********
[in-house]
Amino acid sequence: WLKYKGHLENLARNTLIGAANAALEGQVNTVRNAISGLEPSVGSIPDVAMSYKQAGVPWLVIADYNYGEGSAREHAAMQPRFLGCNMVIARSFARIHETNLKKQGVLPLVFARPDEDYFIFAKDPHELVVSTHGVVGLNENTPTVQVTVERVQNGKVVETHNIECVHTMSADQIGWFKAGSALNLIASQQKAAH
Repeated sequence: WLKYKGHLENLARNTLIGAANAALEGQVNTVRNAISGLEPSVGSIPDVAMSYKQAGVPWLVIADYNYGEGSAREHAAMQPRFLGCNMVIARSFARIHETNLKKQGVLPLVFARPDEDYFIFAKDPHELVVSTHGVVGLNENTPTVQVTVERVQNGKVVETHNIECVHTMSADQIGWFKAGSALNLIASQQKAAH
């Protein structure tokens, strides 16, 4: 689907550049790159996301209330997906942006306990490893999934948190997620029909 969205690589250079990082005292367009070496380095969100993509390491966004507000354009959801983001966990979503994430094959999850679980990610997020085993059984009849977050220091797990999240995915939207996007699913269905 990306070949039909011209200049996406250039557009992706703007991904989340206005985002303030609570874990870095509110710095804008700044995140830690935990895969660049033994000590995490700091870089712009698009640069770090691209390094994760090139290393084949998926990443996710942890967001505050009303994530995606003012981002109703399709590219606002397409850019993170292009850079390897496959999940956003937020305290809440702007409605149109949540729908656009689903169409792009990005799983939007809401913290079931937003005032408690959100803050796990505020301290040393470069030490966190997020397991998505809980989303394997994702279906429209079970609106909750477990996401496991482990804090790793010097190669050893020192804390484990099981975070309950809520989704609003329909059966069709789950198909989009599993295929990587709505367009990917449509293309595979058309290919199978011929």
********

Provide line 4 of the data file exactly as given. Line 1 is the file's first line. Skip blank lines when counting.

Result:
């Protein structure tokens, strides 16, 4: 689907550049790159996301209330997906942006306990490893999934948190997620029909 969205690589250079990082005292367009070496380095969100993509390491966004507000354009959801983001966990979503994430094959999850679980990610997020085993059984009849977050220091797990999240995915939207996007699913269905 990306070949039909011209200049996406250039557009992706703007991904989340206005985002303030609570874990870095509110710095804008700044995140830690935990895969660049033994000590995490700091870089712009698009640069770090691209390094994760090139290393084949998926990443996710942890967001505050009303994530995606003012981002109703399709590219606002397409850019993170292009850079390897496959999940956003937020305290809440702007409605149109949540729908656009689903169409792009990005799983939007809401913290079931937003005032408690959100803050796990505020301290040393470069030490966190997020397991998505809980989303394997994702279906429209079970609106909750477990996401496991482990804090790793010097190669050893020192804390484990099981975070309950809520989704609003329909059966069709789950198909989009599993295929990587709505367009990917449509293309595979058309290919199978011929």